On the jacket:
The epic tale of victory and defeat… The story of the Ramayana had been told innumerable times. The enthralling story of Rama, the incarnation of God, who slew Ravana, the evil demon of darkness, is known to every Indian. And in the pages of history, as always, it is the version told by the victors that lives on. The voice of the vanquished remains lost in silence.
But what if Ravana and his people had a different story to tell? The story of the Ravanayana has never been told. Asura is the epic tale of the vanquished Asura people, a story that has been cherished by the oppressed castes of India for 3000 years. Until now, no Asura has dared to tell the tale. But perhaps the time has come for the dead and the defeated to speak.
“For thousands of years, I have been vilified and my death is celebrated year after year in every corner of India. Why? Was it because I challenged the Gods for the sake of my daughter? Was it because I freed a race from the yoke of caste-based Deva rule? You have heard the victor’s tale, the Ramayana. Now hear the Ravanayana, for I am Ravana, the Asura, and my story is the tale of the vanquished.”
“I am a non-entity – invisible, powerless and negligible. No epics will ever be written about me. I have suffered both Ravana and Rama – the hero and the villain or the villain and the hero. When the stories of great men are told, my voice maybe too feeble to be heard. Yet, spare me a moment and hear my story, for I am Bhadra, the Asura, and my life is the tale of the loser.”
The ancient Asura empire lay shattered into many warring petty kingdoms reeling under the heel of the Devas. In desperation, the Asuras look up to a young saviour – Ravana. Believing that a better world awaits them under Ravana, common men like Bhadra decide to follow the young leader. With a will of iron and a fiery ambition to succeed, Ravana leads his people from victory to victory and carves out a vast empire from the Devas. But even when Ravana succeeds spectacularly, the poor Asuras find that nothing much has changed from them. It is then that Ravana, by one action, changes the history of the world.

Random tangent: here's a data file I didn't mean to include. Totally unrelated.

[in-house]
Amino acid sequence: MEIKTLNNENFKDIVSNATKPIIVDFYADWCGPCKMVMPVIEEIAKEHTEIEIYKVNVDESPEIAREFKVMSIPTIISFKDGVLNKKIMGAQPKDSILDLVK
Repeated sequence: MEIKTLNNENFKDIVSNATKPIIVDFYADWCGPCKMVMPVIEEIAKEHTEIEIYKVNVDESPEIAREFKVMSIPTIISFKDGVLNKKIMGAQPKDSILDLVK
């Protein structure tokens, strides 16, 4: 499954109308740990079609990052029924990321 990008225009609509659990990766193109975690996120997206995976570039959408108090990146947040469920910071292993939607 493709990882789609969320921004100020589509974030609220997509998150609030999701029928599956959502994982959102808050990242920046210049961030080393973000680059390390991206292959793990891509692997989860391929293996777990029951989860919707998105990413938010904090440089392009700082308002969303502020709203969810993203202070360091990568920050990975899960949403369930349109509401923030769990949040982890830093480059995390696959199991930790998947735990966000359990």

I remember being 3 and owning my first book on Ramayana, an illustrated book. I absolutely loves tales of Hindu mythology and having watched Ramayana on the telly, the story is vivid in my mind. Interestingly, when I was pretty young, my mother had told me, not to be too influenced by the story as it is one sided and Ravana, though being wrong, was a very learned man and had reasons for being who he was. She'd told me, there is a lot that one can learn from Ravana, about grit, determination, faith, hardwork and knowledge. And, he was a man of honour, he did kidnap Sita, but never compromised her honour. Ever since, I had tried to read about Ravana but didn't find much. Until I read Asura.
Neelakantan has, in a very flawless and smooth manner, portrayed the other, humane side of Ravana, the person he was - albeit being the demon king. The story begins at the point where Ravana has lost to Rama and then goes to the past and begins from Ravana's childhood. How a simple person progresses to someone evil, when power gets to his head.
A very well researched book, if you are a staunch believer of Rama and don't entertain reading good about his enemy, you might not like this book. But, if you read this book with an open mind, you will love it. At no point is Ravana being glorified or Rama defamed, this is a simple story from the point of view of the defeated.
The book is elaborate and while reading there were lot of events which I decided I would talk about, when I write my review, but then I would have to replicate the entire story.
I urge you to read this book, give it time, not only to read a wonderful story, but ... to know that Ravana was another character in Ramayana whose flaws were glorified and strengths underplayed. There is much to learn from him, know about him and once we know him better, Ramayana as a story, is way more clear in the mind.
[This review is for Leadstart Publishing. The opinions are strictly my own and not been written under any obligation.]